I held Henry’s tiny tightie-whities as he carefully stepped in, one foot then the other, his small hand resting on my head for balance. His and mine.

“I love water day,” one boy shouted, setting off a chorus of “I love” everything from popsicles to lightsabers.

“I love my penis!” a boy yelled, galloping around the room like a cowboy on crack.  The room devolved into happy chaos as I stared in awe, grateful I wasn’t in charge because all I could think to say was “May the force be with you.”

I could have sat there all day soaking up their contagious energy. Instead, I packed up the wet towels and swimsuits, feeling grateful for this glimpse inside a boy’s world.

That night, as I watched my husband undress for bed, I wondered what he must have been like as a little boy and if he ever wishes we could add a boy to our brood. I know I do.

Sisterhood Gifts

Author Unknown until now! If nobody else wants credit, I'll take it!

Author was unknown until now! If nobody else wants credit, I’ll take it!

I am blessed to have two wise and loving biological sisters and a group of beloved girlfriends whom I think of as my sisters. Together, these talented, intelligent, funny and generous women make up my posse. And while I possibly could make it through life without them, I hope I never have to.

My sisters mean the world to me – I’m a better person because of them. They laugh with me, cry with me, call me on my bullshit and cheer for me every step of the way. And they buy me great gifts. What more could a girl want? (Other than more gifts sisters …)

Speaking of gifts, I’m getting a big one today! I’m the featured blogger over at The SITS Girls, a sisterhood of more than 40,000 women connecting and learning the ins and outs of blogging and social media together.

If you’re visiting from SITS, welcome and thanks for stopping by! I started this blog just over a year ago to write about relationships – primarly those I have with my daughters, my husband and myself.

I hope you like what you see and will follow me herethere and everywhere. (You also can leave your gifts in the comments. Or send via Fed Ex.)

Those two glorious peanuts in the picture above are my daughters Rhys (5) and Ava (9). I hope they’ll stop fighting long enough to be blessed throughout their lives with the same rich, vital sister relationships I’ve been fortunate enough to enjoy.  Here’s to the joys of sisterhood for all of us!

Let's hope these two always remember how much they love each other ...

Let’s hope these two always remember how much they love each other.
If not, let’s hope they find someone other than me to blame!

I’ll Be the One Screaming: Around the Bonfire

I am one of those people. The type who on the outside looks pulled together, in control, on top of things in life. And sometimes, I am. Mostly on Tuesdays. The rest of the time, my calm exterior hides a riot of emotions ranging from anxiety to joy, with buckets full of anger sandwiched in between.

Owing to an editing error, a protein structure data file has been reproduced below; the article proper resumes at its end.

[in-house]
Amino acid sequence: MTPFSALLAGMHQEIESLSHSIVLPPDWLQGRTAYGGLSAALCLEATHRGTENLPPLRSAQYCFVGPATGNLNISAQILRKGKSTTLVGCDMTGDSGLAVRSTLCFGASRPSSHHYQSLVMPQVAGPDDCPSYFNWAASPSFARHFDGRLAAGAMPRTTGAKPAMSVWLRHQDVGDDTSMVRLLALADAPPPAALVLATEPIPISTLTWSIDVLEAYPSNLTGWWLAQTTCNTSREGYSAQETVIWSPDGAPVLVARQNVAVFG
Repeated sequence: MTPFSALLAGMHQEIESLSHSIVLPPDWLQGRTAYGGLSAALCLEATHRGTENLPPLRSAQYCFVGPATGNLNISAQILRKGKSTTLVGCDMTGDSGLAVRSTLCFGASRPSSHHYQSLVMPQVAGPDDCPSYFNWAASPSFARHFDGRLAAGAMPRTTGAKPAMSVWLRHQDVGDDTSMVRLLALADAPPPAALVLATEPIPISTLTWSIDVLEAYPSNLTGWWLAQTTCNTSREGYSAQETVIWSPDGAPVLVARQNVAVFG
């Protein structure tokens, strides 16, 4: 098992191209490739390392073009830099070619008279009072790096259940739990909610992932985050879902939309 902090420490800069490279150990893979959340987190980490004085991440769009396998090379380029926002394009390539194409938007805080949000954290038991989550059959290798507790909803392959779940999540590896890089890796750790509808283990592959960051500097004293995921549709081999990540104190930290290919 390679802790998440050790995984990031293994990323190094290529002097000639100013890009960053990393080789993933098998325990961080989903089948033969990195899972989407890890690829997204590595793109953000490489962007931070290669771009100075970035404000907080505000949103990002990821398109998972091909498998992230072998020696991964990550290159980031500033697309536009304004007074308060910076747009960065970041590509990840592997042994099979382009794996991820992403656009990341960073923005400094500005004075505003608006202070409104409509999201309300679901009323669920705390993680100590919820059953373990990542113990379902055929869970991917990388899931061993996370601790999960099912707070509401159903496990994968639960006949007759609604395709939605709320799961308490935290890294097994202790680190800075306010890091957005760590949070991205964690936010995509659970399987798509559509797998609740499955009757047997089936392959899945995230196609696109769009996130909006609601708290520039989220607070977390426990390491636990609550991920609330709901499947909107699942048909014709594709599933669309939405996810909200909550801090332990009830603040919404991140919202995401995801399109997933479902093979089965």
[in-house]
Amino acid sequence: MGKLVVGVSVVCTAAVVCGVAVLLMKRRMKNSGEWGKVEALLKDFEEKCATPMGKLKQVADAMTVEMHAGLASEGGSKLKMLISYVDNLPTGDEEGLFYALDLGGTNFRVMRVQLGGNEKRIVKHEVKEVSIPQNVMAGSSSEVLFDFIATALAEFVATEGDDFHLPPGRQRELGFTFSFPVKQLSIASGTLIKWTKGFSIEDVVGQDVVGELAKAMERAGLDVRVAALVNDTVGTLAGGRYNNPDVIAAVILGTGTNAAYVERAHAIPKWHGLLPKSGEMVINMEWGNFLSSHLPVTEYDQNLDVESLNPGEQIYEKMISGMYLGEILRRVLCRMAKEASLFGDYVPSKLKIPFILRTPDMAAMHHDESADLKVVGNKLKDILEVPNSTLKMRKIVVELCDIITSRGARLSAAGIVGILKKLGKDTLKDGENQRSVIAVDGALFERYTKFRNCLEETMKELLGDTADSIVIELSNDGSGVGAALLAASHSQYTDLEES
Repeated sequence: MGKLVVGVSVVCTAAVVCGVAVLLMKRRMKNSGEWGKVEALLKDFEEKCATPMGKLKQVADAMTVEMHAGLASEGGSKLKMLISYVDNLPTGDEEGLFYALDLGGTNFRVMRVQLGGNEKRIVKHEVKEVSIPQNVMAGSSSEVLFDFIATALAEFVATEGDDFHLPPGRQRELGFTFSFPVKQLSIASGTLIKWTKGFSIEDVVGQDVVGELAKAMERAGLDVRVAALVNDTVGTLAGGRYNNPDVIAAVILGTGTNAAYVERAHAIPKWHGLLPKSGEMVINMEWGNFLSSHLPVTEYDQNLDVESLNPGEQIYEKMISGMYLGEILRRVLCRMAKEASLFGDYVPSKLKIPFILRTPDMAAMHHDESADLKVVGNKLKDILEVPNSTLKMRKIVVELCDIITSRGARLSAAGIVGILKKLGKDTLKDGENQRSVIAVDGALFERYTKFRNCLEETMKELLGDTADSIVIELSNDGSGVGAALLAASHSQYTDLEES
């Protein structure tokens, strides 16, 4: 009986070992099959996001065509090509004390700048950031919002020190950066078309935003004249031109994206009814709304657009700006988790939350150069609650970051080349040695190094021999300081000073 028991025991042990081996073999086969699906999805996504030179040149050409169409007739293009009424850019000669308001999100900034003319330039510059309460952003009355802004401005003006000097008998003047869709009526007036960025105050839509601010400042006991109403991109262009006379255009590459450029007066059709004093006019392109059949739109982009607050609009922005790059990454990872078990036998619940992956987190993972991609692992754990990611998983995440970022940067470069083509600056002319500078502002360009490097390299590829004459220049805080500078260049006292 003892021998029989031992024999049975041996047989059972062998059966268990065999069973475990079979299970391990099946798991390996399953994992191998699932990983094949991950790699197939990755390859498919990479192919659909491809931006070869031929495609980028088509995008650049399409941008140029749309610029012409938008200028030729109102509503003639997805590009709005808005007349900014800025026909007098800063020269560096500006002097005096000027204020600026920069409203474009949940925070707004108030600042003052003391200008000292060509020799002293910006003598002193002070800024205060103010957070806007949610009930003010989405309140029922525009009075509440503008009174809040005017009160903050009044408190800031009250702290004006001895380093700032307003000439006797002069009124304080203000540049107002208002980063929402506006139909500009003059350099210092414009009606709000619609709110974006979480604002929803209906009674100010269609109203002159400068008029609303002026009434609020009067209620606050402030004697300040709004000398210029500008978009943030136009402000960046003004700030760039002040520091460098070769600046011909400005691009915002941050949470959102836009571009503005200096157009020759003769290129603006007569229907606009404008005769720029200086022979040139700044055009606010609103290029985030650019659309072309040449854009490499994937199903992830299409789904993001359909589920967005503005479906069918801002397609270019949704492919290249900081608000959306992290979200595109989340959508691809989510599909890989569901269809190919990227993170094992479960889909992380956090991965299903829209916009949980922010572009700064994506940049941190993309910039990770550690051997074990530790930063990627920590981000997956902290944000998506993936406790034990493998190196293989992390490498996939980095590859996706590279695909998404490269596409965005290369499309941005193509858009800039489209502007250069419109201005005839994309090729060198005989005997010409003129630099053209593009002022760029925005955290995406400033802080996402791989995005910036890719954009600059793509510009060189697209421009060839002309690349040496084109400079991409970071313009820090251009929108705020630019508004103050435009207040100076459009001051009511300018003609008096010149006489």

Although I’ve shared about anger in posts like Anger Looks Good on Me and Making Room for Chaos, I’m taking a leap of faith today and guest posting at Gigi Ross’s Kludgy Mom about how we’re navigating anger in our family. My post, Screaming With My Daughters, is part of Gigi’s weekly “Around the Bonfire” series, and I’m honored to be there.

If you don’t know Gigi Ross and her insightful, hilarious blog, Kludgy Mom, you’re missing out. And we all know how much I you hate to miss out. So check out Gigi’s site and join us today (Wednesday) from 12Noon to 1 pm (Central) for a live Bonfire Chat  to discuss anger – yours, mine and ours – and how we’re teaching our kids to express this complicated emotion. Hope to see you there!*

*That’s a lie. I’m terrified to do this webchat and secretly hope no one shows up or my computer crashes. But then I’ll be sad and angry. So either way, it should be a good time!

Around-the-bonfire

Step, Step, Slide

As I wrote about in Life Patterns, our four year old has a new fascination with patterns. Her face routinely breaks into a smile as she spots a series of colors or shapes and gleefully shouts, “I see a pattern, Mom! A pattern!”

Yesterday during one of our afternoon dance breaks, both of us swaying to the “Grease” soundtrack, she said, “Mom, do you know our step, step, slide dance is a pattern? Step, step, slide.” (Better she focus on our dance pattern than the words to “Beauty School Dropout,” one of her favorite songs.)

As I danced with my daughter in my arms, awed by her wonder and joy, I mused on the patterns I pray she develops, ones that will sustain and enrich her life, like the patterns of believing she is beloved and of accepting herself flaws and all.

Step, step, slide.

I found myself wishing I could warn her future self to look out for patterns that will hurt her, like pleasing others instead of herself and attaching to people who don’t treat her with adoration and respect.

I considered making her a video of patterns good and bad. Or perhaps a vision board detailing my hopes for her. No pressure.

Step, step, slide.

I felt a momentary rush of fear, aware that lecturing her on life will be easier than witnessing and supporting her as she grows, develops her own patterns and finds her way.

As I breathed in her just-out-of-the-shower scent, I prayed for guidance on our journeys and acceptance of ourselves along the way.

The best I can do today is show her through my actions how to embrace all the patterns life offers, ask for help around the ones that don’t serve me and trust the process of life, love and joy. I can model reaching out my arms for love, and letting the world unfold its beauty in front of me and inside me. Gifts await. For all of us.

Step, step, slide.

Patterns For Life

Patterns For Life

What patterns do you hope your children embrace and avoid?